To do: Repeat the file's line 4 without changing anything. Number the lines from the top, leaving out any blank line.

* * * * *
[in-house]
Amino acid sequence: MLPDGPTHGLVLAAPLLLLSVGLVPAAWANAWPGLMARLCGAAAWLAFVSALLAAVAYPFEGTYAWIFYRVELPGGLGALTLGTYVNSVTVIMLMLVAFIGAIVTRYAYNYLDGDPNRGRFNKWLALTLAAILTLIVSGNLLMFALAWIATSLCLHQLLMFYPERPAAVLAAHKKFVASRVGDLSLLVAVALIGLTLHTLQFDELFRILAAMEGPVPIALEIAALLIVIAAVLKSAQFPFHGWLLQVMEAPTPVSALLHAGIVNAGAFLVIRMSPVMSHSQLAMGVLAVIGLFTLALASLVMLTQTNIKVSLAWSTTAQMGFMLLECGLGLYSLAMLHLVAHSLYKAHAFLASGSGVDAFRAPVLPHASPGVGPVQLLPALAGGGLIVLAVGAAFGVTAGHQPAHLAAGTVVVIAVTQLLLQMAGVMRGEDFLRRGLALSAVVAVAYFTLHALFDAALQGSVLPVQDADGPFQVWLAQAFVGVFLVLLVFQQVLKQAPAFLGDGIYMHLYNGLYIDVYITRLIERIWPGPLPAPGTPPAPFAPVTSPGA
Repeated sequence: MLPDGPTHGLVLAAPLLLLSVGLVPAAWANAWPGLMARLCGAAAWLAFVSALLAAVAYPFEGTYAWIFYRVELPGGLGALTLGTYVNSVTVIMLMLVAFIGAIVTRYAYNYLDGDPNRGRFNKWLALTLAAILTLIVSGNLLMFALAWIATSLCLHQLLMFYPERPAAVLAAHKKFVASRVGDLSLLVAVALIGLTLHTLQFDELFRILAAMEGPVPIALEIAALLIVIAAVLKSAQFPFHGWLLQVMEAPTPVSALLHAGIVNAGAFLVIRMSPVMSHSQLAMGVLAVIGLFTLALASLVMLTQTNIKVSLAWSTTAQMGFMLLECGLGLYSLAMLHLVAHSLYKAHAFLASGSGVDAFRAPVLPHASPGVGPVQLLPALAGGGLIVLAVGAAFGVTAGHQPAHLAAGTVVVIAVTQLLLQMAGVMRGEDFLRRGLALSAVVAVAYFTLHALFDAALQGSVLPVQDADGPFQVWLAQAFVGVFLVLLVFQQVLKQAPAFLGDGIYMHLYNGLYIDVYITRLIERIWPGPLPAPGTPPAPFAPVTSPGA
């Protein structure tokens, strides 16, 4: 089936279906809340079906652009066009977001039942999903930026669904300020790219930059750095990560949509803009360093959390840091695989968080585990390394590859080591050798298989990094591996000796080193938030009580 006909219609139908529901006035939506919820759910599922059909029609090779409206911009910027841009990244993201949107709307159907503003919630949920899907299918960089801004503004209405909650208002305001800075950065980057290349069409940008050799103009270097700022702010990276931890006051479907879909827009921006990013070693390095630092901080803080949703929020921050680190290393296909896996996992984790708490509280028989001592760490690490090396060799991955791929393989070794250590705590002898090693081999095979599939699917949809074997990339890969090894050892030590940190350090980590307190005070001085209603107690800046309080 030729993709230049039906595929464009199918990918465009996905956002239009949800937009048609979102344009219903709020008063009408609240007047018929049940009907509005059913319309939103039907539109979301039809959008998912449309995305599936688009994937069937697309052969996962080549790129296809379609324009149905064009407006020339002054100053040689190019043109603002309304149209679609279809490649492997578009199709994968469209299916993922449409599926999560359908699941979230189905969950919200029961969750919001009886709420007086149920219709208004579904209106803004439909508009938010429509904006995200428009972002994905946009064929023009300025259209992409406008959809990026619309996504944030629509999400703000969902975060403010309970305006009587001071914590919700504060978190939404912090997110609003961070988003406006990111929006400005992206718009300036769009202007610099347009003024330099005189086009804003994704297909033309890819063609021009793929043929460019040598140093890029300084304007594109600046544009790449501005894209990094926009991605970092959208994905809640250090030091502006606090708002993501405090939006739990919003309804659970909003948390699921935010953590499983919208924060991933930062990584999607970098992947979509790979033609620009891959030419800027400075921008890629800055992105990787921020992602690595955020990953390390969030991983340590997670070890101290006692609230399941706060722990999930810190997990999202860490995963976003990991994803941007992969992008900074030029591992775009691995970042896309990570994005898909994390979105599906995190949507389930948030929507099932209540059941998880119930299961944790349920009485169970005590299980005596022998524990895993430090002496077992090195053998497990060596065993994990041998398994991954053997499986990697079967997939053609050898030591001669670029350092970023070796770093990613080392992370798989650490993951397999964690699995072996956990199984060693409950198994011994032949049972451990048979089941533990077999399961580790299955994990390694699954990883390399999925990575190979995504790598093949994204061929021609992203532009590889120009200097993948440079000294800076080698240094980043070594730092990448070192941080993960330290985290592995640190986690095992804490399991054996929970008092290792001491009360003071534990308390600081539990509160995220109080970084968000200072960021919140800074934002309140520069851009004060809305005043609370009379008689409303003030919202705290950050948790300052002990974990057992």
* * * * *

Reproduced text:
């Protein structure tokens, strides 16, 4: 089936279906809340079906652009066009977001039942999903930026669904300020790219930059750095990560949509803009360093959390840091695989968080585990390394590859080591050798298989990094591996000796080193938030009580 006909219609139908529901006035939506919820759910599922059909029609090779409206911009910027841009990244993201949107709307159907503003919630949920899907299918960089801004503004209405909650208002305001800075950065980057290349069409940008050799103009270097700022702010990276931890006051479907879909827009921006990013070693390095630092901080803080949703929020921050680190290393296909896996996992984790708490509280028989001592760490690490090396060799991955791929393989070794250590705590002898090693081999095979599939699917949809074997990339890969090894050892030590940190350090980590307190005070001085209603107690800046309080 030729993709230049039906595929464009199918990918465009996905956002239009949800937009048609979102344009219903709020008063009408609240007047018929049940009907509005059913319309939103039907539109979301039809959008998912449309995305599936688009994937069937697309052969996962080549790129296809379609324009149905064009407006020339002054100053040689190019043109603002309304149209679609279809490649492997578009199709994968469209299916993922449409599926999560359908699941979230189905969950919200029961969750919001009886709420007086149920219709208004579904209106803004439909508009938010429509904006995200428009972002994905946009064929023009300025259209992409406008959809990026619309996504944030629509999400703000969902975060403010309970305006009587001071914590919700504060978190939404912090997110609003961070988003406006990111929006400005992206718009300036769009202007610099347009003024330099005189086009804003994704297909033309890819063609021009793929043929460019040598140093890029300084304007594109600046544009790449501005894209990094926009991605970092959208994905809640250090030091502006606090708002993501405090939006739990919003309804659970909003948390699921935010953590499983919208924060991933930062990584999607970098992947979509790979033609620009891959030419800027400075921008890629800055992105990787921020992602690595955020990953390390969030991983340590997670070890101290006692609230399941706060722990999930810190997990999202860490995963976003990991994803941007992969992008900074030029591992775009691995970042896309990570994005898909994390979105599906995190949507389930948030929507099932209540059941998880119930299961944790349920009485169970005590299980005596022998524990895993430090002496077992090195053998497990060596065993994990041998398994991954053997499986990697079967997939053609050898030591001669670029350092970023070796770093990613080392992370798989650490993951397999964690699995072996956990199984060693409950198994011994032949049972451990048979089941533990077999399961580790299955994990390694699954990883390399999925990575190979995504790598093949994204061929021609992203532009590889120009200097993948440079000294800076080698240094980043070594730092990448070192941080993960330290985290592995640190986690095992804490399991054996929970008092290792001491009360003071534990308390600081539990509160995220109080970084968000200072960021919140800074934002309140520069851009004060809305005043609370009379008689409303003030919202705290950050948790300052002990974990057992």